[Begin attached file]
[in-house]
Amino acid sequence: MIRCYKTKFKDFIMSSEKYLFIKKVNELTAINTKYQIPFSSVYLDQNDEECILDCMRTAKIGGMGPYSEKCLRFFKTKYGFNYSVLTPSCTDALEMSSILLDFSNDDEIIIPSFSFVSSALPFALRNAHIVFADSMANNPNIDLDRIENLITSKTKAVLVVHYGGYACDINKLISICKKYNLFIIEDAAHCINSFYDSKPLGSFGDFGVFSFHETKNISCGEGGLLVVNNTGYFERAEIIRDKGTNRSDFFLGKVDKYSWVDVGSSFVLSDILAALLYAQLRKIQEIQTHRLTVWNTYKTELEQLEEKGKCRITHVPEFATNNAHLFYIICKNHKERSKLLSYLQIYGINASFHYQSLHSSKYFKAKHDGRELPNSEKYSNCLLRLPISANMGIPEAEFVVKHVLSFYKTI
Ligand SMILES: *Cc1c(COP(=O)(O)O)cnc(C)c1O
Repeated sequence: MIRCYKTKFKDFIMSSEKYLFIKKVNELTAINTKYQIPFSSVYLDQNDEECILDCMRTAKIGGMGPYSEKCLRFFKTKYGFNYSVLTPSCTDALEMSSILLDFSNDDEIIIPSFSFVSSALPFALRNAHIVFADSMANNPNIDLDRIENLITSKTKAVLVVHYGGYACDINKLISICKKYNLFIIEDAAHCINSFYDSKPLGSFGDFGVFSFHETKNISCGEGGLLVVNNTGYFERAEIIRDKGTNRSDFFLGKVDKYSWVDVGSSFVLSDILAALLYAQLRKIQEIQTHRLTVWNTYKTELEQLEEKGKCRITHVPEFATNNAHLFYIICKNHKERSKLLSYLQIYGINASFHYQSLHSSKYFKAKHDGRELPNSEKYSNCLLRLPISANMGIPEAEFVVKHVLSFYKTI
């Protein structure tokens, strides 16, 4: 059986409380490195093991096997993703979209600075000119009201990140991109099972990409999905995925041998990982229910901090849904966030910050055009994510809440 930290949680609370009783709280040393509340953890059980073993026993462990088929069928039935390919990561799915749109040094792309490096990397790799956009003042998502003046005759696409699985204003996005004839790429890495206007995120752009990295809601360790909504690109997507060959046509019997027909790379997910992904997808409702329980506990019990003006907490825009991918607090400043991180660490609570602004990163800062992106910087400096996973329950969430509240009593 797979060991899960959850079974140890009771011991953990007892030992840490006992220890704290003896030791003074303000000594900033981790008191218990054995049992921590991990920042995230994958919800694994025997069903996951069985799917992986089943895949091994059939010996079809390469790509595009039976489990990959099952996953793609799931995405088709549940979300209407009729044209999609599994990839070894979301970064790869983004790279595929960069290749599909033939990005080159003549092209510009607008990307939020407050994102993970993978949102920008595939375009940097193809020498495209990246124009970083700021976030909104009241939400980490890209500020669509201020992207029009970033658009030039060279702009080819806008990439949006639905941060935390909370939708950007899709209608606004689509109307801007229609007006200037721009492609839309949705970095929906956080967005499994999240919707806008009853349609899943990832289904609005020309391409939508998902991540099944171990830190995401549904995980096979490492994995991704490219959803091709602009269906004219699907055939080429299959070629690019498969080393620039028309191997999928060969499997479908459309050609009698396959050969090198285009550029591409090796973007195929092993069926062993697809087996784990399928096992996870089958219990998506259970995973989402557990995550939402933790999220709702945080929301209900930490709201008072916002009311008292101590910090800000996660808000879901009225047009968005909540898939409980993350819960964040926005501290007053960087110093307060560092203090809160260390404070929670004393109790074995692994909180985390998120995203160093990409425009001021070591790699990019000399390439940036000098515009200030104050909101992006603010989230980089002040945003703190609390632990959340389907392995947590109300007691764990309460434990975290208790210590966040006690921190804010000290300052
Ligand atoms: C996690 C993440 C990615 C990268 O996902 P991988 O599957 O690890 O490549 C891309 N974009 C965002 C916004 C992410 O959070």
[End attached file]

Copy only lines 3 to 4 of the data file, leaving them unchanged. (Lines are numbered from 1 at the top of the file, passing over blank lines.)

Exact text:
Ligand SMILES: *Cc1c(COP(=O)(O)O)cnc(C)c1O
Repeated sequence: MIRCYKTKFKDFIMSSEKYLFIKKVNELTAINTKYQIPFSSVYLDQNDEECILDCMRTAKIGGMGPYSEKCLRFFKTKYGFNYSVLTPSCTDALEMSSILLDFSNDDEIIIPSFSFVSSALPFALRNAHIVFADSMANNPNIDLDRIENLITSKTKAVLVVHYGGYACDINKLISICKKYNLFIIEDAAHCINSFYDSKPLGSFGDFGVFSFHETKNISCGEGGLLVVNNTGYFERAEIIRDKGTNRSDFFLGKVDKYSWVDVGSSFVLSDILAALLYAQLRKIQEIQTHRLTVWNTYKTELEQLEEKGKCRITHVPEFATNNAHLFYIICKNHKERSKLLSYLQIYGINASFHYQSLHSSKYFKAKHDGRELPNSEKYSNCLLRLPISANMGIPEAEFVVKHVLSFYKTI